It's possible. And wouldn't that be something?
Under present Catholic Church canon law, you have to be ordained (e.g. a deacon, priest or a bishop) to become a cardinal. But it was not always so. The last non-ordained cardinal was Teodolfo Mertel, who died in 1899. But Pope Benedict XV in 1917 promulgated a canon law change that decreed that only priests or bishops could be appointed cardinals. Pope John XXIII then refined it by requiring that only bishops can be made cardinals, with special exceptions granted rarely for priests.
But canon law is not dogma, and just as it was changed to require cardinals first be bishops, it can be "unchanged." Theoretically, a non-ordained person could become a cardinal if the pope desired a change in the law. But what about a non-ordained is the person is a woman?
As far as I could find out, there is no prohibition in canon law against a woman becoming a cardinal (or even a pope--remember Pope Joan?*) If so, there is no legal impediment against women cardinals.
But tradition is a powerful force in the Catholic Church, so if Francis did appoint a woman cardinal, there would be powerful arguments over this precedent-setting action. (Again, I don't know if a woman ever has been appointed a cardinal in the church's 2,000-year-plus history).
Would Francis do it?
I don't know. I was having lunch with a priest friend who said we should expect some "surprises" from Francis. What surprises, I asked. He shrugged, as if to say, "If I knew then they wouldn't be surprises then."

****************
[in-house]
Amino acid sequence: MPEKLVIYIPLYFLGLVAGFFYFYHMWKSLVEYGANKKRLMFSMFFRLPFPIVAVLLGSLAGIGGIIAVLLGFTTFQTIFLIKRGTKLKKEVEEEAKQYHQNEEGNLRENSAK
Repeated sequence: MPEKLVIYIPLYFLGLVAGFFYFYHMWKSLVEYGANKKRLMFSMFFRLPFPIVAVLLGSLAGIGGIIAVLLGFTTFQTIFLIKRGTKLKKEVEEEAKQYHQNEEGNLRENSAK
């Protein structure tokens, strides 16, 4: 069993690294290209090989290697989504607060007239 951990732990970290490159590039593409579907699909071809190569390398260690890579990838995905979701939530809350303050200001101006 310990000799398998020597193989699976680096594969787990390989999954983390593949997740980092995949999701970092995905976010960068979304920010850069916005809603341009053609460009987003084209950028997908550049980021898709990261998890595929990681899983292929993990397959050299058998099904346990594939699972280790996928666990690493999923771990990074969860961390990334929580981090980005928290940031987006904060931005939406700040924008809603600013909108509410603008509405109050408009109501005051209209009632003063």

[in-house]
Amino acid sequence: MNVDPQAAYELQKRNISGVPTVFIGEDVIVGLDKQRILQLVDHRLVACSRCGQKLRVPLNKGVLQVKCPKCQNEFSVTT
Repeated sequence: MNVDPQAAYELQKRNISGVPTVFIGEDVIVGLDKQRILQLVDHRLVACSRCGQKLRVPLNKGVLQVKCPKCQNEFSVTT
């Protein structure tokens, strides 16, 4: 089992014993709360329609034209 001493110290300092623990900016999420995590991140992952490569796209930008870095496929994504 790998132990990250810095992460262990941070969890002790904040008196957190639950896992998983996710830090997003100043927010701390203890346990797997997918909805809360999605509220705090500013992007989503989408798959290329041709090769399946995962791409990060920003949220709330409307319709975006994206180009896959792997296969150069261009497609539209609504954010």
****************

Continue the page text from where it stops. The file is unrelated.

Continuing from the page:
Should Francis do it?
I'd love it. It would bring women into the highest levels of the church. The College of Cardinals exists to elect new popes, but some cardinals also serve as the pontiff's closest advisors. I don't think that it is beyond the realm of possibility that Francis would dip into the pool of many super-capable women in a church of more than 1 billion people to find such an advisor.
In a way, a woman cardinal could be viewed as something of a compromise between the church's dire need to elevate women into their rightful place in the church structure and the church's unmovable opposition to women priests. However, I wouldn't view it as a real compromise until women also can be ordained.
A woman in red, marching with the cardinals into the Sistine Chapel to elect the next pope? I'd love to see it. But why stop at one? Why not a bunch of them?
Pope Joan was a legendary female Pope who allegedly reigned for a few years some time during the Middle Ages. The story first appeared in 13th-century chronicles,  and was subsequently spread and embellished throughout Europe. It was widely believed for centuries, though modern religious scholars consider it fictitious, perhaps deriving from historicized folklore regarding Roman monuments or from anti-papal satire.
Francis' inaugural mass is today.
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